Krishnamurti: If that awareness is "choosing", then you are blocking it. But if that awareness is without choice, everything is exposed, the most hidden and secret demands, fears and compulsions.

Questioner: Should one attempt to be aware for one hour a day?

Krishnamurti: If I am aware, if I am attentive, for one minute, that is enough. Most of us are inattentive. To become aware of that inattention is attention; but the cultiva- tion of attention is not attention. I am aware for a single minute of everything that is going on in me, without any choice, observing very clearly; then I spend an hour not giving attention; I take it up again at the end of the hour.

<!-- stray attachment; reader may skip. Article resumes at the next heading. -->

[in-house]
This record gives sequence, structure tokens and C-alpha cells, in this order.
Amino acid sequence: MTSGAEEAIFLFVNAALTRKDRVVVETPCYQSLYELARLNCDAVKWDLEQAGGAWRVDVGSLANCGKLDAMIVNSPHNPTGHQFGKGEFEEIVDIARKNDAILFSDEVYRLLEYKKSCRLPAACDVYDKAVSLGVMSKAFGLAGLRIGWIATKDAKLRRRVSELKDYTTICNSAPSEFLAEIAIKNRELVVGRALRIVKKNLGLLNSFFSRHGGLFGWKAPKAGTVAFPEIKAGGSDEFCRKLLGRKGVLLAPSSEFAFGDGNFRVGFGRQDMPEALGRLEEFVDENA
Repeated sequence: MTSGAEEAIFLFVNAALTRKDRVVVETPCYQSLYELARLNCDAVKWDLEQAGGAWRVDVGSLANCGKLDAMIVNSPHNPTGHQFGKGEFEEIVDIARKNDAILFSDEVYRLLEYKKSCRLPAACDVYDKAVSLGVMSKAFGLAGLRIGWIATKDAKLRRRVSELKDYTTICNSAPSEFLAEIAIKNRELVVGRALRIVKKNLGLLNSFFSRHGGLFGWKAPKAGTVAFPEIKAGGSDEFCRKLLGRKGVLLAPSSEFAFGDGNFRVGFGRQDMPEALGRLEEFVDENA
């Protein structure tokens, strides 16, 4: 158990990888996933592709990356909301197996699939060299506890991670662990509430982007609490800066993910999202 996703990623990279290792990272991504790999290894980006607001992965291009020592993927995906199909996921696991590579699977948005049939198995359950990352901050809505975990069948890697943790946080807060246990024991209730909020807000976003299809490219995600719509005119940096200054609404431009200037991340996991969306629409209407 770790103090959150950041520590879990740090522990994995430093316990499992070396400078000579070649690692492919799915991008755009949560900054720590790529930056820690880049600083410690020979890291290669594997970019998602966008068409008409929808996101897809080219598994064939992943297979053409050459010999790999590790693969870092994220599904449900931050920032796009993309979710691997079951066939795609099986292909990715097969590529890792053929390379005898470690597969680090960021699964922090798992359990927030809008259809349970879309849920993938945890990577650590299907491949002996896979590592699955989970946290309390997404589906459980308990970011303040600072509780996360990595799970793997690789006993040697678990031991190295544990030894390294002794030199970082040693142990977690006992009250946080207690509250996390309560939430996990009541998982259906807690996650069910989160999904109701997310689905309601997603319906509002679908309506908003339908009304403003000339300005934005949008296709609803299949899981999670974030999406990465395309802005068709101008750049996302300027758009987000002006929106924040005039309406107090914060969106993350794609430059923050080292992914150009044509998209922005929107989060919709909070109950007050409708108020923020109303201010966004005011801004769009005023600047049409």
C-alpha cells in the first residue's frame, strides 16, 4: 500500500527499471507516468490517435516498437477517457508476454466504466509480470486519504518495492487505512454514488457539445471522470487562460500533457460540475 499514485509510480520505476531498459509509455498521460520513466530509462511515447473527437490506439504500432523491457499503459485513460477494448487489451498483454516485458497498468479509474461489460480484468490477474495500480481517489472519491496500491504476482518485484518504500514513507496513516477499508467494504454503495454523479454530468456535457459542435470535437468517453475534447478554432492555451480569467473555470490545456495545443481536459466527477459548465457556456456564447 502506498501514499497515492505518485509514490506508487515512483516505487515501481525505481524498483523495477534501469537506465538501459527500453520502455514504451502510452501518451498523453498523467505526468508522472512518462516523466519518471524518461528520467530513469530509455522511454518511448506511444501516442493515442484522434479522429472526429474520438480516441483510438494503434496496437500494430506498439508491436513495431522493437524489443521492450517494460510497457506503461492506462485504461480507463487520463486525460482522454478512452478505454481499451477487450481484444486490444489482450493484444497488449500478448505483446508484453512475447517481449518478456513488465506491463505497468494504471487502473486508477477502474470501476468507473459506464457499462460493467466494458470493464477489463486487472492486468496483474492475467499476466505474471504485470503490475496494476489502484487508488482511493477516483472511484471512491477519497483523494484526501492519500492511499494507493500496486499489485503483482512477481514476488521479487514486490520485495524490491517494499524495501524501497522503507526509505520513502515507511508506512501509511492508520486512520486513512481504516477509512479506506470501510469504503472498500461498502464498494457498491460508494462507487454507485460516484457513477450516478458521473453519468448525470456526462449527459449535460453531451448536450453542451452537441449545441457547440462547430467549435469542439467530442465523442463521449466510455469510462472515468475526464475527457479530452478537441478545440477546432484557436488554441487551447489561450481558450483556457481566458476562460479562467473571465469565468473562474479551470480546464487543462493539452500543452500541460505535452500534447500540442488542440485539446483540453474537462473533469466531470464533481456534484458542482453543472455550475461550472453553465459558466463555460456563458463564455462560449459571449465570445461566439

You Are the World

Brandeis University

You Are the World Chapter 2 21st October 1968 2nd Public Talk at Brandeis University